Menstruation takes on public bathrooms

We need to normalize menstrual products and consistently provide basic necessities for women. School bathrooms are a great place to start out, but going forward we need more recognition and compensation in all restrooms, especially public places.

If we provide toilet paper without expense in public restrooms, there should be menstrual products provided as well. Imagine someone having to pay every time they go to the bathroom just because they had too much water or ate too much food in one sitting. That is how we feel when we have to spend money on something we have no control over.

Although menstrual products used to be 25 cents or more in public and school restrooms, laws have recently passed that now allow tampon and pad dispensers to be free. Cristina Garcia, a California Assembly member, filed an assembly bill on October 8, 2021 which entailed that schools with a 40% pupil poverty level require menstrual products in all women’s and gender neutral restrooms; absent of charge.

In the event of getting your period, women often have to reach into their purse or backpack and make their way to the nearest restroom during an emergency. However, on the occasion of getting your period in a public place with the absence of a tampon or pad in possession, we are forced to ask someone else if they are willing to lend us one.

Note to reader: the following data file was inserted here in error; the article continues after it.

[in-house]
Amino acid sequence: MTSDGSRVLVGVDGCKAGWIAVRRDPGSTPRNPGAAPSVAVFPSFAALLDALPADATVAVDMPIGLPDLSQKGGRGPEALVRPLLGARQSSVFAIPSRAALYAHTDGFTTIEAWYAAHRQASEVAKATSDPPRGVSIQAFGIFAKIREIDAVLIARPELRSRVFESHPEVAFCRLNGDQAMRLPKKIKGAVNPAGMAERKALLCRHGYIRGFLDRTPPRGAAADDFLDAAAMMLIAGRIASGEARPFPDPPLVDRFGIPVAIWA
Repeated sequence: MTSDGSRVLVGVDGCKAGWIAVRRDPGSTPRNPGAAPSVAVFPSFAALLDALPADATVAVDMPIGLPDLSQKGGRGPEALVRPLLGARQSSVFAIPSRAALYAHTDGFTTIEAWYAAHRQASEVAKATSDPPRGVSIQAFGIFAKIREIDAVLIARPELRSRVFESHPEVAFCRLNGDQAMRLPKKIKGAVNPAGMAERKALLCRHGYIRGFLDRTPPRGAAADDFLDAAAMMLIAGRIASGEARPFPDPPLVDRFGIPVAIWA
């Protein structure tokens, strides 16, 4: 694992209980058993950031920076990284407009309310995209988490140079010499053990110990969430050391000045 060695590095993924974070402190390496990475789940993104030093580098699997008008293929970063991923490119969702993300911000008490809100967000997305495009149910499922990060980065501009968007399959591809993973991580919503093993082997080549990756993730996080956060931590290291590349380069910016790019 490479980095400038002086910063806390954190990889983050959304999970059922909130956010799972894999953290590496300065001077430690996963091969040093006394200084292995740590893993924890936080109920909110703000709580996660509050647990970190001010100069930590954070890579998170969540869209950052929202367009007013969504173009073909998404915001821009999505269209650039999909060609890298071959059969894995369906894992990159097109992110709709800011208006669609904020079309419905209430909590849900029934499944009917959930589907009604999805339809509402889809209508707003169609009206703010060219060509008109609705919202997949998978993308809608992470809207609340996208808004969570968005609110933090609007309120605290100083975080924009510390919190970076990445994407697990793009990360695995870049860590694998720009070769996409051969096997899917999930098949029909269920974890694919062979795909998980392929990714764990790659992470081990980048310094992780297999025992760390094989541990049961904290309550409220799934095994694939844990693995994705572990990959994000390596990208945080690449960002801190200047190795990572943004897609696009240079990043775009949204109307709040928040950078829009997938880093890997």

So what happens if there is no one else and you do not have spare change for period dispensers in the restroom? Well, we can only hope that no one will see, and that is why having free period products in public restrooms, especially schools, will tremendously benefit someone’s experiences.

As more and more menstrual products become available for free, there have been numerous occasions where the dispensers have even run out of products at our own NPHS girl’s restroom. Due to the machines becoming available in bathrooms as of two weeks ago, the nearly immediate loss of period products demonstrates the sheer need for these machine’s presence in school bathrooms.

Thankfully, young girls who are just now starting their period will not have to conform under the stigma of secretly grabbing pads from bags and quietly opening them in public restrooms in fear of being judged. By normalizing period products in public restrooms, feelings of shame or embarrassment towards menstrual cycles can be limited and young women can even gain a sense of community due to the realization that they are all going through the same things in everyday life.

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